Will Bachman: Yeah, and Henry’s ability to generate that common bond and that sense that we’re in this together, “For he today that sheds his blood with me shall be my brother, be he never said vile.” So, you’d be the brother of the king and he says, “We would not die in that man’s company that fears his fellowship to die with us.” So …
Rhona Silverbush: Exactly. He really knew how to bond with them and make them feel that he was there with them and that he understood them and he was one of them. But, at the end of the day, he also knew what he needed to do in the inner counsel chambers and who should be there, and it was not the same. It’s interesting.
Will Bachman: I also love that Henry V almost does a little bit of mystery shopping. We could think about it as going out and getting voice of the customer. So, he goes out, disguises himself, right?
Rhona Silverbush: Yeah, and they didn’t know that he was the king and there he’s like, he’s just getting random samples of feedback. He’s getting anonymous amazon reviews.
Will Bachman: The importance of going to literally the front line to hear what your customers are saying.
Rhona Silverbush: Exactly, and getting that feedback. And they were saying some things that he could have like considered treasonous and he’s like, “Oh, very interesting. Okay, got it. Notes, note to self, note to self.” Yeah, and took it to heart and used it. He respected it. Absolutely.
Will Bachman: So, let’s talk a little bit about your practice. Rhona. You are the author of Speak the Speech, Shakespeare’s Monologues Illuminated, An Actor’s Toolkit. You and Sammy Plotkin.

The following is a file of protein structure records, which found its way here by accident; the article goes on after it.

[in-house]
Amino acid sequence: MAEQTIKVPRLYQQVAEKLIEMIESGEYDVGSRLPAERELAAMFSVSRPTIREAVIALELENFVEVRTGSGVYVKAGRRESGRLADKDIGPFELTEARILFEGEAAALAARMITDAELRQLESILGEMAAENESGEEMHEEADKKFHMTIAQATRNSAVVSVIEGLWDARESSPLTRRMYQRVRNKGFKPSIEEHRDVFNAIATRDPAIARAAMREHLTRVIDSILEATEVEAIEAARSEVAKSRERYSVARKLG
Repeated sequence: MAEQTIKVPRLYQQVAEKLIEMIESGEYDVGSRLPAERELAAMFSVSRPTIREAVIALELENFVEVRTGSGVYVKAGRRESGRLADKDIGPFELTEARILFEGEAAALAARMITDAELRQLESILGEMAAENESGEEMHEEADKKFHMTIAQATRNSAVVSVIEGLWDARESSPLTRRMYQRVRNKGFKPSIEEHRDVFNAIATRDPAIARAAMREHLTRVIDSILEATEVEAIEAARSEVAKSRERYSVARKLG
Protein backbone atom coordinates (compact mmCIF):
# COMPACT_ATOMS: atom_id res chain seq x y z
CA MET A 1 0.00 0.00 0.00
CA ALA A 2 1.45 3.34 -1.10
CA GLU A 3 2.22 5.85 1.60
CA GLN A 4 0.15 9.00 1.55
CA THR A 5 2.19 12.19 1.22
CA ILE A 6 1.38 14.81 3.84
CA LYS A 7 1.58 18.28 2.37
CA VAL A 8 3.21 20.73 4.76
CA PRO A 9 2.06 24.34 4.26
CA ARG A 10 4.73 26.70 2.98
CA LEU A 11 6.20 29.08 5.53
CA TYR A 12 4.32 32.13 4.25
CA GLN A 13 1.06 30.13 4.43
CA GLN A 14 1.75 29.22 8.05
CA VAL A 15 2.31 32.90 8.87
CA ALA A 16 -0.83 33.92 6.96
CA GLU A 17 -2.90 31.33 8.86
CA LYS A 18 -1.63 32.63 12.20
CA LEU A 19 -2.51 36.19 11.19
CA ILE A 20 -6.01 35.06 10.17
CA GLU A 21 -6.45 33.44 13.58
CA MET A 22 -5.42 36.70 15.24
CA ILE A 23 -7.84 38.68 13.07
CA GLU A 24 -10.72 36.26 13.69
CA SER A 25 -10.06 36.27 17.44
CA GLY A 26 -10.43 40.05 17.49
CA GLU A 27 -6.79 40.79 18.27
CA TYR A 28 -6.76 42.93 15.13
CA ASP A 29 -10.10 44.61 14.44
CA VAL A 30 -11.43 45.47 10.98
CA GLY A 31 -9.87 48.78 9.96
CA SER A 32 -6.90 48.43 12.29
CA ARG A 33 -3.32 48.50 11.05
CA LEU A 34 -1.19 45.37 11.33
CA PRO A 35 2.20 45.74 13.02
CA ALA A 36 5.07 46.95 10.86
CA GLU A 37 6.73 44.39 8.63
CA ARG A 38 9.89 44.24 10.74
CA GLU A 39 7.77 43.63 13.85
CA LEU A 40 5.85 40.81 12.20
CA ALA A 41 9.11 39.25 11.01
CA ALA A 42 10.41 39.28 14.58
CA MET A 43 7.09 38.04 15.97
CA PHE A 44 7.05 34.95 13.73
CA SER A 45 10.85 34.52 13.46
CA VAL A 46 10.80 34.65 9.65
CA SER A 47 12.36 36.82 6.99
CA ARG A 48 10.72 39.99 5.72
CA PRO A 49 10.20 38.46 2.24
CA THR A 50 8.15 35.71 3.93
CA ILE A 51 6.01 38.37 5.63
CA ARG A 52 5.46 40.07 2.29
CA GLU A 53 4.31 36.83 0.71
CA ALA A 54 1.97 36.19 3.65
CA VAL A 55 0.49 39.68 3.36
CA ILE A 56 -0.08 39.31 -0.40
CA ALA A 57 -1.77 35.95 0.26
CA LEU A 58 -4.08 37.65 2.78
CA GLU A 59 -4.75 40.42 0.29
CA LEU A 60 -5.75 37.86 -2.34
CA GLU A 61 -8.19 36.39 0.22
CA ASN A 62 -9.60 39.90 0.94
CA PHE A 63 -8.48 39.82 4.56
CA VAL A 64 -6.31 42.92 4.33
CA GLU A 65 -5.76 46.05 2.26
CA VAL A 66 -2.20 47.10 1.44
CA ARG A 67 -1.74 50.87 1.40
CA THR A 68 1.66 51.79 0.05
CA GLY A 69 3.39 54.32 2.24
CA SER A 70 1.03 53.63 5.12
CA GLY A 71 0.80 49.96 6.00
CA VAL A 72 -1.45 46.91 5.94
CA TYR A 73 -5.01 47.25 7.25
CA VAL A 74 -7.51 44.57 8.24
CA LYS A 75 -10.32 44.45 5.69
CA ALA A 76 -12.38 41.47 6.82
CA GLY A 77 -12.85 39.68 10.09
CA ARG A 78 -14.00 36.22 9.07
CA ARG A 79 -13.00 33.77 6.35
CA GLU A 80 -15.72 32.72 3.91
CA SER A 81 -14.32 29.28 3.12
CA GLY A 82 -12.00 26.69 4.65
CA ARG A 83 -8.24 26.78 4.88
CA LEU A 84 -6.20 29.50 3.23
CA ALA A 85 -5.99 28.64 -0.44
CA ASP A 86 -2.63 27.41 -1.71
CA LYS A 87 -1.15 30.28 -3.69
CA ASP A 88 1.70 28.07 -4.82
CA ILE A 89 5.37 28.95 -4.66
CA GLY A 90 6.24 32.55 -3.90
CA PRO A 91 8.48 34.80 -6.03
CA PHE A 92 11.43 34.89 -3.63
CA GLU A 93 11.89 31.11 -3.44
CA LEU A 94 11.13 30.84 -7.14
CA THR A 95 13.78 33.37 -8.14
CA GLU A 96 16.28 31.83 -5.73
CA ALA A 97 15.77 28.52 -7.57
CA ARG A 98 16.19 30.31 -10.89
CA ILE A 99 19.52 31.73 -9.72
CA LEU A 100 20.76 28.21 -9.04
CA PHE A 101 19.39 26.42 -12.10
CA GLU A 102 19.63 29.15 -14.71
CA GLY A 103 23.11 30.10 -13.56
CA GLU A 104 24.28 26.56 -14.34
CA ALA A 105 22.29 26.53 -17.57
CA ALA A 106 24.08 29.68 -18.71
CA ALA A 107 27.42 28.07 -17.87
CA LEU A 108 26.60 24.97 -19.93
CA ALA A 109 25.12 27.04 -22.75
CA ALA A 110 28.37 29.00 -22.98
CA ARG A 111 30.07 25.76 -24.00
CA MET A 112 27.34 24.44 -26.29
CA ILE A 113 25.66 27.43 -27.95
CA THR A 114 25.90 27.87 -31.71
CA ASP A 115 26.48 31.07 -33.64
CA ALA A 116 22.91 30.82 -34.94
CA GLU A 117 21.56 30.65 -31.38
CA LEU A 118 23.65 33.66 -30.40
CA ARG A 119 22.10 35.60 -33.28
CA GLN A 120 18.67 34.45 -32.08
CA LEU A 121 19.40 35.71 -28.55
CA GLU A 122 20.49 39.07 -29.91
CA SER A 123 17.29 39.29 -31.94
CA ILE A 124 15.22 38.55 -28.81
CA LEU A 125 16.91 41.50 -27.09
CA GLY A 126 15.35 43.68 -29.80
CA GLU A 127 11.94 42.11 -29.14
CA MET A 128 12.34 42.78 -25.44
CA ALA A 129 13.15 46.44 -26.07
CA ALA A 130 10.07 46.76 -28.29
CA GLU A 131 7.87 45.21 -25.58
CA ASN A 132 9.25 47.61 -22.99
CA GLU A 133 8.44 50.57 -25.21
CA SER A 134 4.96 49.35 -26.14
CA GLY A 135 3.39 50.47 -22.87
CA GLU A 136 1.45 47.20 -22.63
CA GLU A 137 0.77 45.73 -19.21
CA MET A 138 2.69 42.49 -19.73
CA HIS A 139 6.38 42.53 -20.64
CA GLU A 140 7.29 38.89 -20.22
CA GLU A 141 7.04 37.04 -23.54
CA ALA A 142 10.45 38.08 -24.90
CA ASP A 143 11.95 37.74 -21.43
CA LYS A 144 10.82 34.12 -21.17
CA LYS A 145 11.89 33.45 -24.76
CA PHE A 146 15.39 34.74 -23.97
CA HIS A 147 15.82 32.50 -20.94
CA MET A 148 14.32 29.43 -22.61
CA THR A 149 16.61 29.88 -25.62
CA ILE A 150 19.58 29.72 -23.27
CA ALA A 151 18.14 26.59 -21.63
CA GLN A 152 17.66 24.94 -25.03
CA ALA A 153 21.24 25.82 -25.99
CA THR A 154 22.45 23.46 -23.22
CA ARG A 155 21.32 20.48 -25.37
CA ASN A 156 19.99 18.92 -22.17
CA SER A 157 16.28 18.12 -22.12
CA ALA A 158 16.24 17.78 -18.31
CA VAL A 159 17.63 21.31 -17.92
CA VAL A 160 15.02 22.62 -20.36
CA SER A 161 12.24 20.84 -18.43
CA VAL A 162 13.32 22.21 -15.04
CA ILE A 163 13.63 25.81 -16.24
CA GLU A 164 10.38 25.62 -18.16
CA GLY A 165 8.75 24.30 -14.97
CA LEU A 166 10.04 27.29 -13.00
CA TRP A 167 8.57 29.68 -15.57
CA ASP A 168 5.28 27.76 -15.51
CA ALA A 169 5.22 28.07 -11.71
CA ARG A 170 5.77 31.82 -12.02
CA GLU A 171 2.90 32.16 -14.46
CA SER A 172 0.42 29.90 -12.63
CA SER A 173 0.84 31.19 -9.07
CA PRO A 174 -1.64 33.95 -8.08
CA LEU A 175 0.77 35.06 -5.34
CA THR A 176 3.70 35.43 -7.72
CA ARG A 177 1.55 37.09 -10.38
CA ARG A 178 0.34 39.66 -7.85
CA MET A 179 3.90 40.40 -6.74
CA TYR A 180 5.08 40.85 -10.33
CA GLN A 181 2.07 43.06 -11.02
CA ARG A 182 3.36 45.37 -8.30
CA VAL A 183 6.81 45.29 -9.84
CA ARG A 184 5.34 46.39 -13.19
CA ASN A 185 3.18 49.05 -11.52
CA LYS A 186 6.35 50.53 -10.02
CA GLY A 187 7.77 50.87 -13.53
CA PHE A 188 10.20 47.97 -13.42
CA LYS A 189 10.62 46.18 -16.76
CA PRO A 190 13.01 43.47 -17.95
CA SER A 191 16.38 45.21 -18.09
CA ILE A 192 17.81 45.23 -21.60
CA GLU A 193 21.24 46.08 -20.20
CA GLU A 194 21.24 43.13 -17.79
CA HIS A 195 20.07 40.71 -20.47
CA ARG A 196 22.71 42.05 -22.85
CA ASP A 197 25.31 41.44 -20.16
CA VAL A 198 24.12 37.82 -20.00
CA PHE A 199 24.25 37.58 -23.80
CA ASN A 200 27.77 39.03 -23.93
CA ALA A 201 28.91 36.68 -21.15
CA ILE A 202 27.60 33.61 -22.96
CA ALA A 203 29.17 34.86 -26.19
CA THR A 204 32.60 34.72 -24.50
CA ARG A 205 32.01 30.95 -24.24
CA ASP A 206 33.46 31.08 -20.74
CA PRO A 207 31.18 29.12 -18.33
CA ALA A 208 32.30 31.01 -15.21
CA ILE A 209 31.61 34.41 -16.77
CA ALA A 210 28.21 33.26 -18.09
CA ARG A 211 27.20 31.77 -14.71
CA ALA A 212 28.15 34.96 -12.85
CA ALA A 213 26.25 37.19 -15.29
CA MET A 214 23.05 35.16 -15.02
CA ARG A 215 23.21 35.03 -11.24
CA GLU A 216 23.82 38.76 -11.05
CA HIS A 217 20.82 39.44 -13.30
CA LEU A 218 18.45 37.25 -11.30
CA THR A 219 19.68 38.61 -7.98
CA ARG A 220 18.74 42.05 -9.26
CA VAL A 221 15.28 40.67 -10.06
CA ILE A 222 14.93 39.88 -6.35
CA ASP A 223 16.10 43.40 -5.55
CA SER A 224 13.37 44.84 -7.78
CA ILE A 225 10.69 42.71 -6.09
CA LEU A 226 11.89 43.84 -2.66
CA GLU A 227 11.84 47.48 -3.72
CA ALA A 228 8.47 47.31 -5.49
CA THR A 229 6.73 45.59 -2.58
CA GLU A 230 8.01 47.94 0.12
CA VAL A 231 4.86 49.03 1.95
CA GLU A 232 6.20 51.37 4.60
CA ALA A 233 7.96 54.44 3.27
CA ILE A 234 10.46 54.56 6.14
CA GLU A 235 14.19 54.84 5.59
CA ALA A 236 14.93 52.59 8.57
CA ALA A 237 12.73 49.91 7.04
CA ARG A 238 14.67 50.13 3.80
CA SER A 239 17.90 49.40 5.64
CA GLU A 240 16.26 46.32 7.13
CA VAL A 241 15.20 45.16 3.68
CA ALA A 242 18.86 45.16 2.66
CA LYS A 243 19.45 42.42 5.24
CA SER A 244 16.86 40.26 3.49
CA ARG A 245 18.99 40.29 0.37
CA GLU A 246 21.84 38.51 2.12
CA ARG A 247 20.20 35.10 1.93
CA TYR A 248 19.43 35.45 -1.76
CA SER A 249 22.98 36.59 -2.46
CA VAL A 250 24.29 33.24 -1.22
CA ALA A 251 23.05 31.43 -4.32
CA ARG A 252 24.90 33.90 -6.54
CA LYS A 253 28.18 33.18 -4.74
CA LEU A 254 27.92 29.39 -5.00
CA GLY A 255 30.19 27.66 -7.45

Rhona Silverbush: I’m a co-author.
Will Bachman: A co-author.
Rhona Silverbush: Sammy Plotkin, yes.
Will Bachman: And Sammy Plotkin, and you have a pretty cool practice here in New York City. Tell us a little bit about what you do.
Rhona Silverbush: It is. I feel sheepish getting paid for it. It’s so good. I coach actors, I coach … Well, I coach not just actors. I do coach professional actors in all of acting, but primarily Shakespeare. I also coach students of acting. I coach want to be students of acting, who want to audition for acting departments in university or grad school. I coach people who are not actors but have always wanted to understand Shakespeare, and that also branches into just people who want to do better at public speaking and feeling more comfortable with public speaking. That’s a natural outgrowth of this. Really, it goes from just the lay person all the way through to people who act in Shakespeare on Broadway, and everything in between.
Will Bachman: All right, part of it obviously is kind of moving your body around on stage and so forth, but in terms of actually speaking the words, tell us a little bit about maybe the different classes or different levels you offer, or the kind of content that you help people with.
Rhona Silverbush: People are very daunted by Shakespeare and, unfortunately, I fear that it’s made to seem daunting back when we’re really young and we’re studying it in school. And the fact is, yes, everybody has to look up the words, because we don’t use the same words, and even some of the grammatical structure is different. This is, it’s not old English, it’s early modern English. It is the beginnings of the English that we speak today, but it’s morphed so much that it’s very hard to recognize. So, there is that element of discomfort around not understanding it, but once you do, actually, just look up what the words are, which I help with, it becomes easier for actors to act.